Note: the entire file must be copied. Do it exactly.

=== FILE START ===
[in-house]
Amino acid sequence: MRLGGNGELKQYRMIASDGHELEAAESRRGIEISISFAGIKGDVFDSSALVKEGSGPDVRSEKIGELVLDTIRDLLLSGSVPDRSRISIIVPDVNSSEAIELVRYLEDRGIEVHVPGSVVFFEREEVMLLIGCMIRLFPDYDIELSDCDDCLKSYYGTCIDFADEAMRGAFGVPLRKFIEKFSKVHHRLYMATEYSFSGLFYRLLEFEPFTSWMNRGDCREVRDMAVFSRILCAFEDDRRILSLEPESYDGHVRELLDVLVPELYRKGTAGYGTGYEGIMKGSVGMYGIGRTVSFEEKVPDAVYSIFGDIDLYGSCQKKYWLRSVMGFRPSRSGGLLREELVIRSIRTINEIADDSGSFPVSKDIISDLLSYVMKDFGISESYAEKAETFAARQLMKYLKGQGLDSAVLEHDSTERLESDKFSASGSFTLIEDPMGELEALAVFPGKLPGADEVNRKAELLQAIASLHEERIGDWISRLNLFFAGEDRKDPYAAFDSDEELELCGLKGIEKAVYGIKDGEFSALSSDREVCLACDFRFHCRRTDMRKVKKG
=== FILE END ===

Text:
[in-house]
Amino acid sequence: MRLGGNGELKQYRMIASDGHELEAAESRRGIEISISFAGIKGDVFDSSALVKEGSGPDVRSEKIGELVLDTIRDLLLSGSVPDRSRISIIVPDVNSSEAIELVRYLEDRGIEVHVPGSVVFFEREEVMLLIGCMIRLFPDYDIELSDCDDCLKSYYGTCIDFADEAMRGAFGVPLRKFIEKFSKVHHRLYMATEYSFSGLFYRLLEFEPFTSWMNRGDCREVRDMAVFSRILCAFEDDRRILSLEPESYDGHVRELLDVLVPELYRKGTAGYGTGYEGIMKGSVGMYGIGRTVSFEEKVPDAVYSIFGDIDLYGSCQKKYWLRSVMGFRPSRSGGLLREELVIRSIRTINEIADDSGSFPVSKDIISDLLSYVMKDFGISESYAEKAETFAARQLMKYLKGQGLDSAVLEHDSTERLESDKFSASGSFTLIEDPMGELEALAVFPGKLPGADEVNRKAELLQAIASLHEERIGDWISRLNLFFAGEDRKDPYAAFDSDEELELCGLKGIEKAVYGIKDGEFSALSSDREVCLACDFRFHCRRTDMRKVKKG